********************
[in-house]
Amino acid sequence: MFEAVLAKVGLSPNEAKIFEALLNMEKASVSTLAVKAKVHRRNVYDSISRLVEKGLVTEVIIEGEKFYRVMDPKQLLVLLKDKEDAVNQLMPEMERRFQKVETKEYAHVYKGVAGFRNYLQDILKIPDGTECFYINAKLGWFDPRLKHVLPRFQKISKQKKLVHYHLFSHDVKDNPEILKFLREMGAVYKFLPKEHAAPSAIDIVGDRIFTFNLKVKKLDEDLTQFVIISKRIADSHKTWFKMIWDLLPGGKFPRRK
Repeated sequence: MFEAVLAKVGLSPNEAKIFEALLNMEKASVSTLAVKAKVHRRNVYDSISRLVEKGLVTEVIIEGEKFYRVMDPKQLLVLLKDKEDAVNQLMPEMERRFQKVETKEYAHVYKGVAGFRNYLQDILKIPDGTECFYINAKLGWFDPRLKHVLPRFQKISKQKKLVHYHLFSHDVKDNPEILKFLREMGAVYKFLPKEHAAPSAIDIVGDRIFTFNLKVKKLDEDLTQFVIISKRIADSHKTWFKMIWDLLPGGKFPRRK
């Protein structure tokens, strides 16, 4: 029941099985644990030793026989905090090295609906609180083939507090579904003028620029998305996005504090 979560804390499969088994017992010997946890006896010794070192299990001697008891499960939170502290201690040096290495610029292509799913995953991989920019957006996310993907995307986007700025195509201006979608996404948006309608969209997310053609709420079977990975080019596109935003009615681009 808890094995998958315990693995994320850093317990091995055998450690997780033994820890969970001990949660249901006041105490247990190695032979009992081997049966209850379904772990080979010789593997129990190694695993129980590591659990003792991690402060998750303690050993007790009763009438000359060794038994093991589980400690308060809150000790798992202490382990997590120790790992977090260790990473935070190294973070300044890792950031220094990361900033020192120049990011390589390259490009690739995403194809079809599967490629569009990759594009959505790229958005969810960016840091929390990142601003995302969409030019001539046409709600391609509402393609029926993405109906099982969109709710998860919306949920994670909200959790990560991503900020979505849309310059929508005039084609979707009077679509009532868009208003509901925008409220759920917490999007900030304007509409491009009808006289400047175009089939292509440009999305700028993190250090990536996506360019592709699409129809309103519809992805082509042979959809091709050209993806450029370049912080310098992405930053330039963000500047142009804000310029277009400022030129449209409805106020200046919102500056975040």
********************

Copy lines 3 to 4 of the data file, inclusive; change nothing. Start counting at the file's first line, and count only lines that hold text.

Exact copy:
Repeated sequence: MFEAVLAKVGLSPNEAKIFEALLNMEKASVSTLAVKAKVHRRNVYDSISRLVEKGLVTEVIIEGEKFYRVMDPKQLLVLLKDKEDAVNQLMPEMERRFQKVETKEYAHVYKGVAGFRNYLQDILKIPDGTECFYINAKLGWFDPRLKHVLPRFQKISKQKKLVHYHLFSHDVKDNPEILKFLREMGAVYKFLPKEHAAPSAIDIVGDRIFTFNLKVKKLDEDLTQFVIISKRIADSHKTWFKMIWDLLPGGKFPRRK
């Protein structure tokens, strides 16, 4: 029941099985644990030793026989905090090295609906609180083939507090579904003028620029998305996005504090 979560804390499969088994017992010997946890006896010794070192299990001697008891499960939170502290201690040096290495610029292509799913995953991989920019957006996310993907995307986007700025195509201006979608996404948006309608969209997310053609709420079977990975080019596109935003009615681009 808890094995998958315990693995994320850093317990091995055998450690997780033994820890969970001990949660249901006041105490247990190695032979009992081997049966209850379904772990080979010789593997129990190694695993129980590591659990003792991690402060998750303690050993007790009763009438000359060794038994093991589980400690308060809150000790798992202490382990997590120790790992977090260790990473935070190294973070300044890792950031220094990361900033020192120049990011390589390259490009690739995403194809079809599967490629569009990759594009959505790229958005969810960016840091929390990142601003995302969409030019001539046409709600391609509402393609029926993405109906099982969109709710998860919306949920994670909200959790990560991503900020979505849309310059929508005039084609979707009077679509009532868009208003509901925008409220759920917490999007900030304007509409491009009808006289400047175009089939292509440009999305700028993190250090990536996506360019592709699409129809309103519809992805082509042979959809091709050209993806450029370049912080310098992405930053330039963000500047142009804000310029277009400022030129449209409805106020200046919102500056975040």